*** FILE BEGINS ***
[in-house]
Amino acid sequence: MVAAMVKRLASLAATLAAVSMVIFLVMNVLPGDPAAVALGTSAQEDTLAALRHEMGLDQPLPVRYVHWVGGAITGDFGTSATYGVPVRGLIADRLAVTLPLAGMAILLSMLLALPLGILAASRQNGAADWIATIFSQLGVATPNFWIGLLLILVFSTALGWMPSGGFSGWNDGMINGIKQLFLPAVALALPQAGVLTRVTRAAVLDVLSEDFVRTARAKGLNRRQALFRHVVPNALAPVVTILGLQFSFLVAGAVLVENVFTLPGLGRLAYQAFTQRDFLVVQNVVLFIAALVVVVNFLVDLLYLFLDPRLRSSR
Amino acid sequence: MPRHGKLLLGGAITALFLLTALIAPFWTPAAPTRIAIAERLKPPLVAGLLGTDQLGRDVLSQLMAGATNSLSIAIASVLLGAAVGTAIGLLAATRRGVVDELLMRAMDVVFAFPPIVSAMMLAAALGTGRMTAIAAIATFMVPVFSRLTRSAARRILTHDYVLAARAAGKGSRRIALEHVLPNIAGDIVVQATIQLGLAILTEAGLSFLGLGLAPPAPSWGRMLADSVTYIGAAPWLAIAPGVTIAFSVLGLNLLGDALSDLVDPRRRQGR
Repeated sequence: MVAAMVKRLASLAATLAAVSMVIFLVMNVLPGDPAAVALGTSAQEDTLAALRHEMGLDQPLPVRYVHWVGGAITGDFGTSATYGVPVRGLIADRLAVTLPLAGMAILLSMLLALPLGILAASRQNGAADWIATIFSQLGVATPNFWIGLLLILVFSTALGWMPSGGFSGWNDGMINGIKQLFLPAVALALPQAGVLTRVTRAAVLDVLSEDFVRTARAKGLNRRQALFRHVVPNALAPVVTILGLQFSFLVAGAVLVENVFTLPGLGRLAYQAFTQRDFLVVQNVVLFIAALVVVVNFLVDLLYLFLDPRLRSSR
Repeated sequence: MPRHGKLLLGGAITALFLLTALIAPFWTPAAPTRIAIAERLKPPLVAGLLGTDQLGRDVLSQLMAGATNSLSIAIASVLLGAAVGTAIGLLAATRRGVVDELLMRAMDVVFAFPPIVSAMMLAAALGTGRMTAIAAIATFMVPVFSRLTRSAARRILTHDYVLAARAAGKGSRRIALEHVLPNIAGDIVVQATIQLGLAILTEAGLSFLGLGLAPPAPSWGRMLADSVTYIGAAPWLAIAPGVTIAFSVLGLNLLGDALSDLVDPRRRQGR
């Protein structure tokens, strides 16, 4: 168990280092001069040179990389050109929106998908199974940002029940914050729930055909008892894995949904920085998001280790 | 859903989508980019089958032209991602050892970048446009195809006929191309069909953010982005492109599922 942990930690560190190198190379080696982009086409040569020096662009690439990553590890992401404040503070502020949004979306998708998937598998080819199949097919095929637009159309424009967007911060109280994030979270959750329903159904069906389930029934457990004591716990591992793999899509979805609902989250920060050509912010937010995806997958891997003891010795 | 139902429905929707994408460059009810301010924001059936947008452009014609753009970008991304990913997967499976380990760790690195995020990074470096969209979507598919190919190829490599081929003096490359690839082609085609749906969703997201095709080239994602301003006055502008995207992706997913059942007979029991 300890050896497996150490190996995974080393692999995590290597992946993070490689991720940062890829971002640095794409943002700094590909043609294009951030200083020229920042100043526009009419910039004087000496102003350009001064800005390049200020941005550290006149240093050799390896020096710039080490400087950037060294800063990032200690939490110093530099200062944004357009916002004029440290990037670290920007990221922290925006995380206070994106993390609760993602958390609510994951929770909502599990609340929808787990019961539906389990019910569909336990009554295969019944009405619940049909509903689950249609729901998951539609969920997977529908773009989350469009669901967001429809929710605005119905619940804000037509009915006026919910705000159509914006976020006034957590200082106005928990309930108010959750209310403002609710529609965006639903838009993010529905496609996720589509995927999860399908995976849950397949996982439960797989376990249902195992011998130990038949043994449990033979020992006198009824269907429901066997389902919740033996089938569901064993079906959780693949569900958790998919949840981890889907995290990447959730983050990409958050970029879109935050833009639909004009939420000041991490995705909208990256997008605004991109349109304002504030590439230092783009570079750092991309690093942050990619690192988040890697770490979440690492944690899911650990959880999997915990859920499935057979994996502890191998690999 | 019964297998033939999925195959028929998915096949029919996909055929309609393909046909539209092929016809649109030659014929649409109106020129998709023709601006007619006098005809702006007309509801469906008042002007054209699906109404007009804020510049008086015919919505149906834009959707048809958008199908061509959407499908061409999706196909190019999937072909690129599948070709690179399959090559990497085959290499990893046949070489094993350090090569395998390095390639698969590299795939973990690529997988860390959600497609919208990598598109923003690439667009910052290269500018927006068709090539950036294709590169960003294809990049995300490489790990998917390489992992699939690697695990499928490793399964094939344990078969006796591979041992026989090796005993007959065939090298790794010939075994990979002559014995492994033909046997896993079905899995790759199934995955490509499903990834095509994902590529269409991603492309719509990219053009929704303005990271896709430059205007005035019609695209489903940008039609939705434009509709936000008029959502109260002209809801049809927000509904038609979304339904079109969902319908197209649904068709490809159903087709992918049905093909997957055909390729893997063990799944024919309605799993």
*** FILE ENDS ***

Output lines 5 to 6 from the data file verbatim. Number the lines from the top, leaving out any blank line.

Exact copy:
Repeated sequence: MPRHGKLLLGGAITALFLLTALIAPFWTPAAPTRIAIAERLKPPLVAGLLGTDQLGRDVLSQLMAGATNSLSIAIASVLLGAAVGTAIGLLAATRRGVVDELLMRAMDVVFAFPPIVSAMMLAAALGTGRMTAIAAIATFMVPVFSRLTRSAARRILTHDYVLAARAAGKGSRRIALEHVLPNIAGDIVVQATIQLGLAILTEAGLSFLGLGLAPPAPSWGRMLADSVTYIGAAPWLAIAPGVTIAFSVLGLNLLGDALSDLVDPRRRQGR
């Protein structure tokens, strides 16, 4: 168990280092001069040179990389050109929106998908199974940002029940914050729930055909008892894995949904920085998001280790 | 859903989508980019089958032209991602050892970048446009195809006929191309069909953010982005492109599922 942990930690560190190198190379080696982009086409040569020096662009690439990553590890992401404040503070502020949004979306998708998937598998080819199949097919095929637009159309424009967007911060109280994030979270959750329903159904069906389930029934457990004591716990591992793999899509979805609902989250920060050509912010937010995806997958891997003891010795 | 139902429905929707994408460059009810301010924001059936947008452009014609753009970008991304990913997967499976380990760790690195995020990074470096969209979507598919190919190829490599081929003096490359690839082609085609749906969703997201095709080239994602301003006055502008995207992706997913059942007979029991 300890050896497996150490190996995974080393692999995590290597992946993070490689991720940062890829971002640095794409943002700094590909043609294009951030200083020229920042100043526009009419910039004087000496102003350009001064800005390049200020941005550290006149240093050799390896020096710039080490400087950037060294800063990032200690939490110093530099200062944004357009916002004029440290990037670290920007990221922290925006995380206070994106993390609760993602958390609510994951929770909502599990609340929808787990019961539906389990019910569909336990009554295969019944009405619940049909509903689950249609729901998951539609969920997977529908773009989350469009669901967001429809929710605005119905619940804000037509009915006026919910705000159509914006976020006034957590200082106005928990309930108010959750209310403002609710529609965006639903838009993010529905496609996720589509995927999860399908995976849950397949996982439960797989376990249902195992011998130990038949043994449990033979020992006198009824269907429901066997389902919740033996089938569901064993079906959780693949569900958790998919949840981890889907995290990447959730983050990409958050970029879109935050833009639909004009939420000041991490995705909208990256997008605004991109349109304002504030590439230092783009570079750092991309690093942050990619690192988040890697770490979440690492944690899911650990959880999997915990859920499935057979994996502890191998690999 | 019964297998033939999925195959028929998915096949029919996909055929309609393909046909539209092929016809649109030659014929649409109106020129998709023709601006007619006098005809702006007309509801469906008042002007054209699906109404007009804020510049008086015919919505149906834009959707048809958008199908061509959407499908061409999706196909190019999937072909690129599948070709690179399959090559990497085959290499990893046949070489094993350090090569395998390095390639698969590299795939973990690529997988860390959600497609919208990598598109923003690439667009910052290269500018927006068709090539950036294709590169960003294809990049995300490489790990998917390489992992699939690697695990499928490793399964094939344990078969006796591979041992026989090796005993007959065939090298790794010939075994990979002559014995492994033909046997896993079905899995790759199934995955490509499903990834095509994902590529269409991603492309719509990219053009929704303005990271896709430059205007005035019609695209489903940008039609939705434009509709936000008029959502109260002209809801049809927000509904038609979304339904079109969902319908197209649904068709490809159903087709992918049905093909997957055909390729893997063990799944024919309605799993």